CineFiles is a gateway to digitized film-related documents and ephemera that have been collected by the UC Berkeley Art Museum and Pacific Film Archive since the 1970s. This portal contains indexing information as well as scans of materials from the earliest days of cinema to the present. We invite you to use CineFiles to explore our collections and discover the rich history of cinema.
There are many ways to start searching, but the field near the top of each page that says “Enter a few keywords here to get started…” is the easiest way to begin your search. Enter one or more terms you’re looking for and click the search button (or hit enter), and you’ll be on your way.
If you’re unsure where to start, try clicking on one of the featured collections on the front page of the CineFiles portal.
The featured collections are thematic groupings of documents that represent highlights from CineFiles. They are only a small selection, but they should give you an idea of what kinds of materials you will find in CineFiles.
Click on any of the featured collections to get started, then click on images of documents that interest you to get additional details.
The links under the “Limit your search” heading on the left side of the CineFiles front page and search result pages are called facets. A facet is a way to see the most commonly used terms in a given field. If you click on Document: type, for instance, the various types of documents available are listed (“review,” “press kit,” “stills,” and so on). If you would like to see more document types, click the more >> link. You can then browse through all the types of documents available.
Use bookmarks to flag documents that you might want to look at again. A “bookmark” checkbox can be found on search result pages, as well as in the document details view. Click that checkbox and the document will be bookmarked for you.
To see your bookmarked documents, click on Bookmarks in the top right menu.
You do not need to be logged in to save bookmarks while you are searching, but your bookmarks will only be saved for future sessions if you log in to your CineFiles account. You can log in at any point and any bookmarks you created during your current session will be added to your account and saved.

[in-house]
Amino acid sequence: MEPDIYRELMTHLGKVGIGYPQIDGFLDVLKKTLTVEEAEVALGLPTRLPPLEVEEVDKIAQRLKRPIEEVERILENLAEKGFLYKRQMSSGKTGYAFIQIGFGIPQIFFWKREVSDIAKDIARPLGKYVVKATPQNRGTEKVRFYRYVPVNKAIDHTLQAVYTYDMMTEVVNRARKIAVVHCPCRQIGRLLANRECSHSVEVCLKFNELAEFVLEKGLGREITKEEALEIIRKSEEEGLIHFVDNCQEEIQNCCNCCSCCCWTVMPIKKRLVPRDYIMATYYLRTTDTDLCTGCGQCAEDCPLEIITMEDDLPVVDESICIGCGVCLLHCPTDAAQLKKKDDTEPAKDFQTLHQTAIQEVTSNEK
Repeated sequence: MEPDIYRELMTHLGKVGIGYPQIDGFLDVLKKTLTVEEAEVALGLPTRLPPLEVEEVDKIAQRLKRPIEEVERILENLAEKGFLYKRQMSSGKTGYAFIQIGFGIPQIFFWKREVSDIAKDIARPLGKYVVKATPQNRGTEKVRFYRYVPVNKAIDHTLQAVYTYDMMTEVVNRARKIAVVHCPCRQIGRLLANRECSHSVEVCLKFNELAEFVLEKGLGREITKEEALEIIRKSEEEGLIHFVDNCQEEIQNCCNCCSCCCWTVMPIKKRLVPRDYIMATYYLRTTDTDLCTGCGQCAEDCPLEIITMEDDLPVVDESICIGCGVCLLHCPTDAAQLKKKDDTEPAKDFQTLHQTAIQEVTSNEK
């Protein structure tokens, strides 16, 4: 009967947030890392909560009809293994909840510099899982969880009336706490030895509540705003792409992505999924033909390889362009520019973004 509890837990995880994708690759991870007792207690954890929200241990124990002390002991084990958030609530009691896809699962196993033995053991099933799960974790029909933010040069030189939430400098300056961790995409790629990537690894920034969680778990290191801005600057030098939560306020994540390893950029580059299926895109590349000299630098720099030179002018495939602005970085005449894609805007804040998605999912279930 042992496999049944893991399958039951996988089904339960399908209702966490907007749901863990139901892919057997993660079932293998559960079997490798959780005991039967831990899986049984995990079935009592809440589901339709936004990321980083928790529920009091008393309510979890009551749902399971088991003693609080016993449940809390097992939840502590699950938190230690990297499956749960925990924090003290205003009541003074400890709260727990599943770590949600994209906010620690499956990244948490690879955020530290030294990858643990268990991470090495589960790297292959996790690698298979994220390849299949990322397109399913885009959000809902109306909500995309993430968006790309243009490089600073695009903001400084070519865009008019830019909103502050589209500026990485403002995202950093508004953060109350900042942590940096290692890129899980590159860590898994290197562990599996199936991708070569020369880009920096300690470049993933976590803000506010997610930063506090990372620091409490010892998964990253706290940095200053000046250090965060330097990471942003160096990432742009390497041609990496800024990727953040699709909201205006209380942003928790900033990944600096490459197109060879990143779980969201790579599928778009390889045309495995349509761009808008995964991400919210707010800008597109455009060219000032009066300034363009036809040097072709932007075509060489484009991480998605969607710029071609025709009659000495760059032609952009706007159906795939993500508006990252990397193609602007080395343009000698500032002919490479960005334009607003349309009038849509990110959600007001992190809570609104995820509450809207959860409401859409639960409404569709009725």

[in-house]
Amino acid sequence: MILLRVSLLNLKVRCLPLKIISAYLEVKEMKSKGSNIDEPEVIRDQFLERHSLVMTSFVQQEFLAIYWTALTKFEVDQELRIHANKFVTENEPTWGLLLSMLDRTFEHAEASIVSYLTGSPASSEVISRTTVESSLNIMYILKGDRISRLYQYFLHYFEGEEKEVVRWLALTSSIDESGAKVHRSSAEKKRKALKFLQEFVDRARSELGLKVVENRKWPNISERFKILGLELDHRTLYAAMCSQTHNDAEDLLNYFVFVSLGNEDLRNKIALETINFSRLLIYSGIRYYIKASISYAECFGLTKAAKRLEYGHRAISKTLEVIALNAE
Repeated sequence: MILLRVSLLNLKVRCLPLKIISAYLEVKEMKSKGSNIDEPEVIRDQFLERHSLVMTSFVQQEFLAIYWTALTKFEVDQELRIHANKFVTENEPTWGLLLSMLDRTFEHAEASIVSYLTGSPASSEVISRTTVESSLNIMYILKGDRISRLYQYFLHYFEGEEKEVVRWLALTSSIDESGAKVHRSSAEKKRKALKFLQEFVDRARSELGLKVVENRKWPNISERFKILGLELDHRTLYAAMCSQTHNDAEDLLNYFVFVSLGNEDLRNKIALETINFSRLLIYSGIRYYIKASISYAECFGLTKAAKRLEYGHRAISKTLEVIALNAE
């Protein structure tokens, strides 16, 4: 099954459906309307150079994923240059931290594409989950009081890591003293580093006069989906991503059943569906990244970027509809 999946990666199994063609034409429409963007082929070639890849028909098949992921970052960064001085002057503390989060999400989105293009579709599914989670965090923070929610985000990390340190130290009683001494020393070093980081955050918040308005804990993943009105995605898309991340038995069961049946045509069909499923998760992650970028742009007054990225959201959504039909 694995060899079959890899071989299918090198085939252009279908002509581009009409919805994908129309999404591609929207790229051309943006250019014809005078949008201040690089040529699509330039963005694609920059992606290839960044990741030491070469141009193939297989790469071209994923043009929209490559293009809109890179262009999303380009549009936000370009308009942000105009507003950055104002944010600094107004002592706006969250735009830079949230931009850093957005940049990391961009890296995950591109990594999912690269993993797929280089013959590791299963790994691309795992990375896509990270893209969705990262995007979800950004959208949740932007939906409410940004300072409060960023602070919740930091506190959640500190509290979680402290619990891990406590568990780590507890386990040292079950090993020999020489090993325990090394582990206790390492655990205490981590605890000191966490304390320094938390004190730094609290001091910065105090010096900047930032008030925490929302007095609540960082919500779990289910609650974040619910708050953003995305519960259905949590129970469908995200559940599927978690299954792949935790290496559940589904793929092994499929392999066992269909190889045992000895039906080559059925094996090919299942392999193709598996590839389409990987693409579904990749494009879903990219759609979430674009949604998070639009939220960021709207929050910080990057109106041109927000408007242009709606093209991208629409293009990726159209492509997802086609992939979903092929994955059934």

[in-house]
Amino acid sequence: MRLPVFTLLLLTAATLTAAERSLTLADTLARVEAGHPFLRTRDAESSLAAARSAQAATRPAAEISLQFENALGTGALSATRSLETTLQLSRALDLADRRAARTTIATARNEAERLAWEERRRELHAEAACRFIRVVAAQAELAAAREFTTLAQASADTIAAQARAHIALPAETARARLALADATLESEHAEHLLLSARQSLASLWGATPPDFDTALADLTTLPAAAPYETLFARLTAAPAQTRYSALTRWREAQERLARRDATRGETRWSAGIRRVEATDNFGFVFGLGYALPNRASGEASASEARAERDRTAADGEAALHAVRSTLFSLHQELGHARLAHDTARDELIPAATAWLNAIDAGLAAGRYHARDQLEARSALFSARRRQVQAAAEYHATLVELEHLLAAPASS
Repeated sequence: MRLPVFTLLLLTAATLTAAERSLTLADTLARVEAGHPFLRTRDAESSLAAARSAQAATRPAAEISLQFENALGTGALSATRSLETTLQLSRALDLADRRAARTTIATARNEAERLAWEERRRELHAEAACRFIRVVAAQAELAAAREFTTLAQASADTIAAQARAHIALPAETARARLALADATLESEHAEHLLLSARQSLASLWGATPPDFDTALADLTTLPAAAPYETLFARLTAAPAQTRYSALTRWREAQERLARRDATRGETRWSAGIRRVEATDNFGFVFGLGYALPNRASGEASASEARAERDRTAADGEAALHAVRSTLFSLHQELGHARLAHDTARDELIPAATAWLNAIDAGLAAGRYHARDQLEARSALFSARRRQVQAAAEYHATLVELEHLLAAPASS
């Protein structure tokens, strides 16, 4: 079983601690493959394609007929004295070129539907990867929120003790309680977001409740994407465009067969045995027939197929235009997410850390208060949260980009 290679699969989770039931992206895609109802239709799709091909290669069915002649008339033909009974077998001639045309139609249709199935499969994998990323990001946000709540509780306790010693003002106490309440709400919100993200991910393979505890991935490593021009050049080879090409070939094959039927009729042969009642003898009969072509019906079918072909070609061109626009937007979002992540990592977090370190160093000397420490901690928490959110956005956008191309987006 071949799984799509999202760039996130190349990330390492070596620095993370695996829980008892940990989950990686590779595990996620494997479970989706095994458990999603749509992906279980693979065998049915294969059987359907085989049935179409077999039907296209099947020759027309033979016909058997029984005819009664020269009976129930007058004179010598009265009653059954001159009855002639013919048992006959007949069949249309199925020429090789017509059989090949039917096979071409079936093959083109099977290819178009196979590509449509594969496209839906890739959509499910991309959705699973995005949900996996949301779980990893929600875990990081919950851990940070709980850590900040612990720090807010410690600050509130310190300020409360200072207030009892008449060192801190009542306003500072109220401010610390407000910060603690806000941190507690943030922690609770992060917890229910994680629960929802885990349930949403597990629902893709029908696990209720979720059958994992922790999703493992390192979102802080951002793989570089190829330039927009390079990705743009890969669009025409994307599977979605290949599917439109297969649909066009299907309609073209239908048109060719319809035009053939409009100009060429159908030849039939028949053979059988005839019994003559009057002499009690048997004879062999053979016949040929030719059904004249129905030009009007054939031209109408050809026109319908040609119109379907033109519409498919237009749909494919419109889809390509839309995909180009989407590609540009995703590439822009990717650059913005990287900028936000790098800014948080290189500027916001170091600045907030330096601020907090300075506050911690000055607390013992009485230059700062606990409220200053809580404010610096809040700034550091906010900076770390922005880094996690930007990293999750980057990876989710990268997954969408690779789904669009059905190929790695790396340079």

At the top of each document details page is a link labeled Back to Search. Click on this link to be taken back to your search results.
At the top left of each document details page, just above the document name, are two links labeled <<Previous and Next>>. Click on either of these links to go to the previous or next record in your results list.
Clicking History in the top right menu takes you to Search History—a record of your most recent searches. You can then click on any of your listed recent searches to see the results of that search. You can also remove all searches from your Search History by clicking Clear Search History.
Search History is just a temporary record of your searches. If you have a search you’d like to permanently save, click on Save next to the search in question. You’ll need to be logged in to save searches, but logging in (or creating a new account) will not cause your search history to go away. Just log in and click on Save again.
Saved Searches is your permanent repository of searches that you find especially useful. You can add any search to Saved Searches by clicking on Save next to that search in Search History, and you can delete any search from Saved Searches by clicking the delete button next to the search in Saved Searches.
When you create a CineFiles account, you agree to the terms limiting access and use of documents that are restricted by copyright holders. You are then able to access restricted documents for personal research purposes.
Having an account also allows you to permanently save your bookmarked documents and your favorite searches.
You will usually not need to use the Advanced Search fields unless you want to use specific boolean search operators like OR, AND, or NOT, or you want to use other search logic such as requiring specific terms or matching on any of a series of search criteria. With the exception of this last search behavior, all of this functionality is also available within the simple search field at the top of each page.
Here’s an example of an Advanced Search: Documents in German that are about either Fritz Lang or Jean-Luc Godard.
You can search for documents that match any of a set of terms by using the OR operator in Advanced Search. For instance, you might wish to find documents in German or Dutch, but either will do. To find these documents, enter the following in the Document: language field:
german OR dutch.
Be sure to typeOR in all caps for the search to work properly.
You can search for documents that match all of a set of terms by using the AND operator in advanced search.